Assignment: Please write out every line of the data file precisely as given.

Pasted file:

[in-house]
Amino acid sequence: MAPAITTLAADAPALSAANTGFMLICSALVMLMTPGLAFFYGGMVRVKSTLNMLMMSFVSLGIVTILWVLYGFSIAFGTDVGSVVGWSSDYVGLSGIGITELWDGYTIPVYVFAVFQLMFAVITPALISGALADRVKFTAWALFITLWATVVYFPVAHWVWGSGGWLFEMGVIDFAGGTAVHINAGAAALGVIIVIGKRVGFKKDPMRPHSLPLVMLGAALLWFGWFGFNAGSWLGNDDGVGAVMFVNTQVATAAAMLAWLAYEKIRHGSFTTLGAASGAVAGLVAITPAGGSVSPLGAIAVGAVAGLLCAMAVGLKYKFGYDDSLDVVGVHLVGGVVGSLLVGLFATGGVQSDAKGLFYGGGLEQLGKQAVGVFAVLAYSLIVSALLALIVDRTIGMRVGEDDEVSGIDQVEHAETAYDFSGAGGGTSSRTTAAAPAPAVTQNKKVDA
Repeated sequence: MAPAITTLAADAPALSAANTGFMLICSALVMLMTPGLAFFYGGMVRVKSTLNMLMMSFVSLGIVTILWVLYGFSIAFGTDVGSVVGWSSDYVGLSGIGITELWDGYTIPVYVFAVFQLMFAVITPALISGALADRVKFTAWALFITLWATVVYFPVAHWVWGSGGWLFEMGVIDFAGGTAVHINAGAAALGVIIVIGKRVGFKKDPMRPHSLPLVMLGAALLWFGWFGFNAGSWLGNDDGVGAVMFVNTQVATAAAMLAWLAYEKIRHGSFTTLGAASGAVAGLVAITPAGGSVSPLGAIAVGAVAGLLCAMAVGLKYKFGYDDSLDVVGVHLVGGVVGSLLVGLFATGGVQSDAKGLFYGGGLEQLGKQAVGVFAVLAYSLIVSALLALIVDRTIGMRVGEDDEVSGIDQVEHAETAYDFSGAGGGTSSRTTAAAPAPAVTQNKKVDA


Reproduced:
[in-house]
Amino acid sequence: MAPAITTLAADAPALSAANTGFMLICSALVMLMTPGLAFFYGGMVRVKSTLNMLMMSFVSLGIVTILWVLYGFSIAFGTDVGSVVGWSSDYVGLSGIGITELWDGYTIPVYVFAVFQLMFAVITPALISGALADRVKFTAWALFITLWATVVYFPVAHWVWGSGGWLFEMGVIDFAGGTAVHINAGAAALGVIIVIGKRVGFKKDPMRPHSLPLVMLGAALLWFGWFGFNAGSWLGNDDGVGAVMFVNTQVATAAAMLAWLAYEKIRHGSFTTLGAASGAVAGLVAITPAGGSVSPLGAIAVGAVAGLLCAMAVGLKYKFGYDDSLDVVGVHLVGGVVGSLLVGLFATGGVQSDAKGLFYGGGLEQLGKQAVGVFAVLAYSLIVSALLALIVDRTIGMRVGEDDEVSGIDQVEHAETAYDFSGAGGGTSSRTTAAAPAPAVTQNKKVDA
Repeated sequence: MAPAITTLAADAPALSAANTGFMLICSALVMLMTPGLAFFYGGMVRVKSTLNMLMMSFVSLGIVTILWVLYGFSIAFGTDVGSVVGWSSDYVGLSGIGITELWDGYTIPVYVFAVFQLMFAVITPALISGALADRVKFTAWALFITLWATVVYFPVAHWVWGSGGWLFEMGVIDFAGGTAVHINAGAAALGVIIVIGKRVGFKKDPMRPHSLPLVMLGAALLWFGWFGFNAGSWLGNDDGVGAVMFVNTQVATAAAMLAWLAYEKIRHGSFTTLGAASGAVAGLVAITPAGGSVSPLGAIAVGAVAGLLCAMAVGLKYKFGYDDSLDVVGVHLVGGVVGSLLVGLFATGGVQSDAKGLFYGGGLEQLGKQAVGVFAVLAYSLIVSALLALIVDRTIGMRVGEDDEVSGIDQVEHAETAYDFSGAGGGTSSRTTAAAPAPAVTQNKKVDA